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Beeping Balls Allow Blind Players to Step Up to the Plate

Jessica Robinson

It's a warm afternoon in Spokane. The smell of cut grass and barbecue is in the air. And Bee Yang is up to bat.

A teammate who has partial vision directs Yang to the plate.

There are six people in the outfield, and two blue foam pillars that are, in this game, first and third base. Yang listens for the pitch.

Yang swings. He hits. The ball goes left. Yang goes right, toward first base, which has started buzzing. An outfielder scrambles after the beeping ball. But Yang reaches the base first.

Welcome to “Beep Baseball,” named for the beeping the balls make.

The Spokane Pride is one of the newest teams in the National Beep Baseball Association. In all, there are 26 registered U.S. teams, plus one in Taiwan. It’s one of the few team sports that can be played by the blind.

Vivian Huschke is now back on the baseball diamond for the first time since she lost her vision after college.

“I didn't think I'd ever play softball or baseball again. And when I came here I just was like, ‘Wow!’ It's challenging. It's fun. It's a way to feel like you're participating in a 'normal' quote-unquote sport, a mainstream sport again,” she said.

The rules of Beep Baseball are a little different. You score a run by reaching a base before the opposing team's outfielders can get the ball. There's no second base. That's to avoid collisions between runners and outfielders. The pitcher and catcher can see, but everyone else wears a blindfold to level the playing field for varying levels of sight.

Troy Leeberg, for example, has some vision. But back in high school, it wasn't enough.

“I couldn't see the ball coming to hit it. So they finally just said, ‘You're just the ball boy now,”’ Leeberg said.

Thirty years later, Leeberg is the coach of the Spokane team.

The evolution of Beep Baseball mirrors a shift in thinking about disabilities in the U.S. When the game began in the 1960s, the rules were restrictive. No running. No diving to catch the ball. And kids were bundled up in all sorts of padding. They found the game boring.

It took another decade for Beep Baseball to be revived, this time with rules more like the traditional game. The result is that players sprint toward the base with no guide or a cane, and that’s a huge adrenaline rush for Loren Miller. He lost his sight seven years ago in a construction accident.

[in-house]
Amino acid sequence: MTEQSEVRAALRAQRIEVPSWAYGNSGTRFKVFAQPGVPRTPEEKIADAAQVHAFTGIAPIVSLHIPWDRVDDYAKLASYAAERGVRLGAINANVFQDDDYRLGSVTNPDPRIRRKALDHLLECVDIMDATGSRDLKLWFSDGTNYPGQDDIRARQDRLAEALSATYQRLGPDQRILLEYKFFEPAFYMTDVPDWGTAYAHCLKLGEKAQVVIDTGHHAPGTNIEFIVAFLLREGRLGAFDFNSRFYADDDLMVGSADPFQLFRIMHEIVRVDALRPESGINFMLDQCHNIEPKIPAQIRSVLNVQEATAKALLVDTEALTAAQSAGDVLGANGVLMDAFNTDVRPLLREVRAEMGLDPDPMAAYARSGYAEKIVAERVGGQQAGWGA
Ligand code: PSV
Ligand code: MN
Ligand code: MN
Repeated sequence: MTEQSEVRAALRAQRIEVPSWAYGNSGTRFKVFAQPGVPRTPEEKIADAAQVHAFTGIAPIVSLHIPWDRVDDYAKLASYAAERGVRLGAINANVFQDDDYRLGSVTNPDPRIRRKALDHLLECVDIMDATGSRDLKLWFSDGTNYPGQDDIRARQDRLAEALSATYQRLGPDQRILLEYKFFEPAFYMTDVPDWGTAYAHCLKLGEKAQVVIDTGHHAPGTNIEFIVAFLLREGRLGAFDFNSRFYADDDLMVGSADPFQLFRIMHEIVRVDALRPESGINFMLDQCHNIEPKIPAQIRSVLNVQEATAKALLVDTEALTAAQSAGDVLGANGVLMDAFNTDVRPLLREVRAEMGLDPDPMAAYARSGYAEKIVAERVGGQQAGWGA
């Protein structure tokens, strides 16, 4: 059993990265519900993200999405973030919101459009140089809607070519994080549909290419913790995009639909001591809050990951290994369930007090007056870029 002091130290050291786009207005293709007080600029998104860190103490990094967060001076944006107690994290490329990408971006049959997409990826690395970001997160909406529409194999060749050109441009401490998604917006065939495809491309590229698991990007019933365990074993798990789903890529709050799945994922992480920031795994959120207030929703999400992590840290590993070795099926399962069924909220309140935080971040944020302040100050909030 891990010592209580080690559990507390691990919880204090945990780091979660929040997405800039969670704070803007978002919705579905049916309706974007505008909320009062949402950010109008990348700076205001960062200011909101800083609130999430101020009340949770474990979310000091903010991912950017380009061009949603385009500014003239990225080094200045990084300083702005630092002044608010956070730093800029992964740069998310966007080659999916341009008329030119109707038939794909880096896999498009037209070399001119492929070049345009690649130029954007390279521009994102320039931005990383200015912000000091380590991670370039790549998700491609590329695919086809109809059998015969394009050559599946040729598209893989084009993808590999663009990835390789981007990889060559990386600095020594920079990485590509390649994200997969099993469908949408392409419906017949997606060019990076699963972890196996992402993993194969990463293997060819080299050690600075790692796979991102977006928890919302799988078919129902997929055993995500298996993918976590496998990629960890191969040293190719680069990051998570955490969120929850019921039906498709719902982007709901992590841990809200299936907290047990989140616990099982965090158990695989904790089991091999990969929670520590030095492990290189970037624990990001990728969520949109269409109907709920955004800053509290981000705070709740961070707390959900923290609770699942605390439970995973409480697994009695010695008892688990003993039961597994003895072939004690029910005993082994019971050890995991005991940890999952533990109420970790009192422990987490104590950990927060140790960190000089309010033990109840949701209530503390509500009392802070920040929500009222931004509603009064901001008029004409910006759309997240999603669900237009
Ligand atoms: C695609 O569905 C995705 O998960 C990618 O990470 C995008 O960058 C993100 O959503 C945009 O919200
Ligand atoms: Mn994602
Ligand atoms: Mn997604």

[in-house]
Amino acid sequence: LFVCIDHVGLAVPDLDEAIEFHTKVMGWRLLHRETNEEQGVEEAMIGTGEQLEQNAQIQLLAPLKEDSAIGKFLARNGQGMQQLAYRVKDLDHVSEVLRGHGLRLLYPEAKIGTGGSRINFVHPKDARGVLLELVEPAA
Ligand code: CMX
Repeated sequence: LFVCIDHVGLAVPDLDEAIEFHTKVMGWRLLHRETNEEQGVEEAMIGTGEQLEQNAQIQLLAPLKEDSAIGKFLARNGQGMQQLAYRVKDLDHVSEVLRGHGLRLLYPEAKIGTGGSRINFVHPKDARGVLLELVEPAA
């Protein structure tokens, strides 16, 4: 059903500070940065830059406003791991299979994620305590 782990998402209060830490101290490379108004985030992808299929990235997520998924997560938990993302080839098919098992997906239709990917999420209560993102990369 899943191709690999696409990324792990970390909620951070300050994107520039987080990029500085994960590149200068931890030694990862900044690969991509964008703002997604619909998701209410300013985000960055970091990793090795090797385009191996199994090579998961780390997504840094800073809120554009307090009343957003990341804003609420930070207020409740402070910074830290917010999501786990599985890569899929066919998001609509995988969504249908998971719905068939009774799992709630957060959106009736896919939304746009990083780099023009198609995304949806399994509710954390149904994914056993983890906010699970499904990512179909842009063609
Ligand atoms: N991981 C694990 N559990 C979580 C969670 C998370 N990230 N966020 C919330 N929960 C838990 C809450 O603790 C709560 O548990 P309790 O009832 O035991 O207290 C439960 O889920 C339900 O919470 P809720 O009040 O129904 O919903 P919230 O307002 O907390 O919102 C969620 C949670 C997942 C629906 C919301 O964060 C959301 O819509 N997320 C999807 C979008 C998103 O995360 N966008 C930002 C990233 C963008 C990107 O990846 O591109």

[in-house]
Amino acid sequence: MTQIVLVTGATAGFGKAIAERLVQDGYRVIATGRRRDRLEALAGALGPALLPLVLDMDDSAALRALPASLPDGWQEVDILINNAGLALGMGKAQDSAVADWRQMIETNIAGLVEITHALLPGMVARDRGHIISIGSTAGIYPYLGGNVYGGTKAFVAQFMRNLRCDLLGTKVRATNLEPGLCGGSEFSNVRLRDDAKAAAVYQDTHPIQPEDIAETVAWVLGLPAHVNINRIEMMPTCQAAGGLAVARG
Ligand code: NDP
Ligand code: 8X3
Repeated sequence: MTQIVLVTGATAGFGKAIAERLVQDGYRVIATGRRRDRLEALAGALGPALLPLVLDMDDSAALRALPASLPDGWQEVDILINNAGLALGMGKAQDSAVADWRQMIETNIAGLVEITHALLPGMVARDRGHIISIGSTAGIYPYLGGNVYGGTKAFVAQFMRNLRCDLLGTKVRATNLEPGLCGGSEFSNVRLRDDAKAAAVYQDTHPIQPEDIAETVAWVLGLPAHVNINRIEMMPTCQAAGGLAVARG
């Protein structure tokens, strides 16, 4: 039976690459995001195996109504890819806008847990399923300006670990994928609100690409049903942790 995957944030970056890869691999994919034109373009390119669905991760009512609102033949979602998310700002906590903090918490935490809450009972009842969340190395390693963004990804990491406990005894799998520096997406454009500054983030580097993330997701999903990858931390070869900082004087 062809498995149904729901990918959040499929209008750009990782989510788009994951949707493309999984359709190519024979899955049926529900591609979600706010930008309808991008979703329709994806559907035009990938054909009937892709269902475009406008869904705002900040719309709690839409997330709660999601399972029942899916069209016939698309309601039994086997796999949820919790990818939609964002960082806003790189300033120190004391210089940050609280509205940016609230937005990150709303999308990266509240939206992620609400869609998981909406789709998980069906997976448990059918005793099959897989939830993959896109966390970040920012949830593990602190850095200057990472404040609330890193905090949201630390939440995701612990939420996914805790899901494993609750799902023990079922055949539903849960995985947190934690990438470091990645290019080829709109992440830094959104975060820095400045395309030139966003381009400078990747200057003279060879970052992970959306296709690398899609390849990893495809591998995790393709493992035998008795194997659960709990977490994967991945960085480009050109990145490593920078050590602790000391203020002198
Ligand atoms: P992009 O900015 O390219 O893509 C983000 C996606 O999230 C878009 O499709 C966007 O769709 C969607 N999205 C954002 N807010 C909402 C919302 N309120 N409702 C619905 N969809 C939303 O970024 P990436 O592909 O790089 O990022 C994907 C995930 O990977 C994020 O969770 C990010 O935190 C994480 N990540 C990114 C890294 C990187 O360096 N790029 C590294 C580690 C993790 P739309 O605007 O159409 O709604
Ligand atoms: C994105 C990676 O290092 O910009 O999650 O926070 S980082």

“Pretty powerful. Because there's not too many completely blind people who will run all out. It kind of gives me a little bit of freedom, being here at baseball,” he said.

Another player, Teri Fimpel, says Beep Baseball is a rare place where there’s not much advantage to having sight.

“I don’t know, it’s like our own private little world. I mean, I hate to say it kind of is. It’s like our own private community where we can talk and be ourselves.  But yet, you know, have the understanding that we’re all equal,” Fimpel said.

The games are full of jokes that might seem politically incorrect elsewhere. “Keep your eye on the ball,” the players will banter. At one point, half the field cracks up when Fimpel hits the ball, and her teammate unknowingly congratulates the wrong person.

Now, the Spokane team is looking forward to some nearby competition. A Beep Baseball team, called the South King Sluggers, just started in Seattle. Bee Yang says that’s good for both teams.

“That rivalry is going to be what makes us end up at the World Series. Because we're going to compete against each other. And every time we win or lose, we're going to strive to do better the next time,” Yangn said.

Yang says blindness may bring these teams together. But in the end, what they really have in common is baseball.

Inland Northwest Correspondent Jessica Robinson reports from the Northwest News Network's bureau in Coeur d'Alene, Idaho. From the politics of wolves to mining regulation to small town gay rights movements, Jessica covers the economic, demographic and environmental trends that are shaping places east of the Cascades.

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